Farm research…. a weapon against food insecurity
June 2nd, 2012 | Technology Times | No Comments
INAPPROPRIATE USE of funds, obsolete research infrastructure, little or no incentives for innovation, lack of coordinated planning and monitoring and little commercialization of research outputs are impeding agricultural growth in Pakistan. A country having agrarian economy is messed up with many challenges, if not being taken seriously we will suffer a lot. Climate changes are a major threat for various crops and giving alarm of food insecurity. Agricultural research needs well-coordinated planning on sustainable basis in order to get fruitful results. Research should not be in the minds of scientists, paper or in the laboratories. The results of research should be open for farming community with the help of government or private sectors support.
Punjabs land is naturally blessed with precious resources. The instability of government and lack of planning is slowing down the process of research since few decades. We are all engaged in one way or another, in the process of creating or commercializing scientific innovation, but the speed is miserably low comparing to other countries.
Agricultural Journalist Association (AJA) holds a consultative meeting with Punjab Agricultural Research Board (PARB) to discuss agricultural related issues and dwindling economy of Pakistan. A large number of gathering along with Chief Executive PARB Dr. Mubarik Ali, Vice Chancellor UVAS Lahore Dr. Talat Naseer Pasha, President Farmer Associates of Pakistan, Dr. Tariq Bucha and Vice-President Kissan Board Pakistan Sarfaraz Khan also attended the meeting. While addressing to the participants, Dr. Mubarik Ali said that Pakistans agricultural sector is focused on increased use of inputs, fertilizers, pesticides and water, which led to stagnation in productivity. Agriculture production is not picking up and the country has to import billions of rupees worth of pulses, fruits and vegetables every year.
Dr. Mubarik Ali highlighted the significance of R and D by saying that “The efforts of scientists and research institutes are producing nearly five times more grain as compared with the levels of pre-partition. It is the fruit of research that per capita consumption of food products has increased 15 to 20 %, while spending on food has dropped from 85 % to 65% during last several decades”.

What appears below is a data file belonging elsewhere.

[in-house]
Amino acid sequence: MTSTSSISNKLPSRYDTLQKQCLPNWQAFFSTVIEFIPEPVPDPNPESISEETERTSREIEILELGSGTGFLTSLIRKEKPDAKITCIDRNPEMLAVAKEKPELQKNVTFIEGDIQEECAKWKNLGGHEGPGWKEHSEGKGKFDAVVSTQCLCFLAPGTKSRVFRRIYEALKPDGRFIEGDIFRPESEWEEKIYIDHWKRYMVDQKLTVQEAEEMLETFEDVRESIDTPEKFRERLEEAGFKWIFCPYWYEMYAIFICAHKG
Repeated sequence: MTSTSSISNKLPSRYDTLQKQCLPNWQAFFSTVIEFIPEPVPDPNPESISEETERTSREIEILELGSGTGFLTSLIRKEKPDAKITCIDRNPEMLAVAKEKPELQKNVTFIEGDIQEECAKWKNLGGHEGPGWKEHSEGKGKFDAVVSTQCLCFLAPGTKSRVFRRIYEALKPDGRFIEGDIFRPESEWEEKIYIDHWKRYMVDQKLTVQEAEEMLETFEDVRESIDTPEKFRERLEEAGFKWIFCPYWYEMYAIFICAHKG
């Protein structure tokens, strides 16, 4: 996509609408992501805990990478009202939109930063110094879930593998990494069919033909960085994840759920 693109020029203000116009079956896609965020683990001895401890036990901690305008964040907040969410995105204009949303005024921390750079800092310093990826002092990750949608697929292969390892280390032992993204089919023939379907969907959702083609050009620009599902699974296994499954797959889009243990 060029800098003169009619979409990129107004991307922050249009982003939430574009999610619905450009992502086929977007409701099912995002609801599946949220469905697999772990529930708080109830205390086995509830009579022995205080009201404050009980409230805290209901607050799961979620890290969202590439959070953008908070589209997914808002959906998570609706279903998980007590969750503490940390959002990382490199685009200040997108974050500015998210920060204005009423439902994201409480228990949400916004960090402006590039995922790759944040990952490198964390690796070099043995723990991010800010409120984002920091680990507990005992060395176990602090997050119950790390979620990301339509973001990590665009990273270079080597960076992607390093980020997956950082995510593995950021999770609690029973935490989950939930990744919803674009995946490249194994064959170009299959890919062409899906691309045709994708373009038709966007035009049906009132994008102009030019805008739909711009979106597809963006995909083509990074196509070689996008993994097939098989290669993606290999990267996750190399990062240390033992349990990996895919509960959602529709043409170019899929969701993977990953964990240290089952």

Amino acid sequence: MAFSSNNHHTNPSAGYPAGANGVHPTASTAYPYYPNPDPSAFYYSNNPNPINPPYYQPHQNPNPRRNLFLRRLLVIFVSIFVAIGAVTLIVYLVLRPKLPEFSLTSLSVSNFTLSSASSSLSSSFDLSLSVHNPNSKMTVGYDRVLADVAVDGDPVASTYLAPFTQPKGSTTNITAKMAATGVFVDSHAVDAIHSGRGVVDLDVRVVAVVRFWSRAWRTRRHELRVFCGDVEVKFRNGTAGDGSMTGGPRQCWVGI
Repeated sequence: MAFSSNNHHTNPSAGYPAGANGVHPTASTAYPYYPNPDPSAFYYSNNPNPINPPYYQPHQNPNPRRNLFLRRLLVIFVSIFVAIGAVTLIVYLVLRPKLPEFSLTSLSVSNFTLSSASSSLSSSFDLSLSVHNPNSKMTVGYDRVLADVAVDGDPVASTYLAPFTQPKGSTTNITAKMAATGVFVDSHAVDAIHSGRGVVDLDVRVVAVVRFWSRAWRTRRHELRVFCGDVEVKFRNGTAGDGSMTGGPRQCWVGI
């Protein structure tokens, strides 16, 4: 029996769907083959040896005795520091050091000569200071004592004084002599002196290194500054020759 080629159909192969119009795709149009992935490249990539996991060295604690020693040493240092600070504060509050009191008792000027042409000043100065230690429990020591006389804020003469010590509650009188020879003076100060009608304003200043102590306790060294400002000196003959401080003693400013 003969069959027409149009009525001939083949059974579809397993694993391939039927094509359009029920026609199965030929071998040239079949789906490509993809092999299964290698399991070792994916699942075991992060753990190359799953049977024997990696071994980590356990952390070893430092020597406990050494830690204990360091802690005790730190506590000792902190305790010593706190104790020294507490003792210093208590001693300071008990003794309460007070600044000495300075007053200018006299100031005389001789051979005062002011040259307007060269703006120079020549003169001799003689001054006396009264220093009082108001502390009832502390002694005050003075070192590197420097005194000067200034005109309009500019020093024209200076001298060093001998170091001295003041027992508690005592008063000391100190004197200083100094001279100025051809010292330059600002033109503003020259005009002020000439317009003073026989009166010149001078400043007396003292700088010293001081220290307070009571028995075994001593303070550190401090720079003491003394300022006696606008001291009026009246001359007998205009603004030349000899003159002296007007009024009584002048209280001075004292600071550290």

PARB was revamped in 2007, but it had to spend initial two years in making rules and regulations. However, now it had been working effectively and efficiently and received 372 research proposals, out of which 65 had been approved by the Technical Working Group (TWG) after rigorous deliberations. PARB plans, coordinate, fund and monitor agricultural research projects on priority basis and also working for the commercialization of developed technologies.
Dr. Mubarik Ali informed the participants that within a span of just 2 and a half year, 53 solution-based research projects in crops and livestock sectors have been operationalized costing less than Rs.200 million a year. These projects are being monitored regularly in order to ensure the progress of the project. The strong incentive structure for the scientists and institutions submitting the projects encourage them to develop a competitive team which can deliver timely output.
VC UVAS Prof Dr. Talat Naseer Pasha said that research work in education institutions are now being better coordinated and expedited after setting up PARB. He added that special attention now has to be given to livestock and dairy sector. He expressed the hope that such efforts would help address one of the key issues of the livestock sector.
Dr. Tariq Bucha, President FAP, stressed the need for increasing interaction between scientists and farmers. He added that farmers being ultimate beneficiary of research should be fully involved in identifying research projects besides creating linkages at grassroots.
Sarfaraz Khan, said that small farmers being biggest shareholder in farming and dairy sector should be given priority in research work. He said various aspects of agricultural research should be properly discussed with representatives of farmer organizations.
PARBs efforts for R andD are commendable but despite these significant contributions, our efforts are just a drop in the ocean towards creating a significant and sustainable flow of innovations. Pakistans economy is already badly upset due to the extensive loadshedding, gas and water shortage. The inflation, unemployment and rising prices of basic commodities have disturbed our economy to a great extent. Pakistan, the mainstream of agriculture has to speed up the process of research and innovation because future seems not to be promising for these sectors.
The policy makers should join hands with scientists to promote agricultural innovation in Pakistan by considering it on top of their priority. A comprehensive strategy along with workable indicators, methodology and adoption should be done without any delay. Research is a long term process, talented scientists, well equipped infrastructure and resources but the outputs are long lasting for decades and beneficial for the stakeholders. Although the process is difficult, but it is doable, requires determination, consistency and willingness of the policy makers in the battle of war against food security.
We have the potential to increase yields and thus can become the tiger nation of worlds economy.
The author is Research Publication Officer at Punjab Agricultural Research Board, Lahore.
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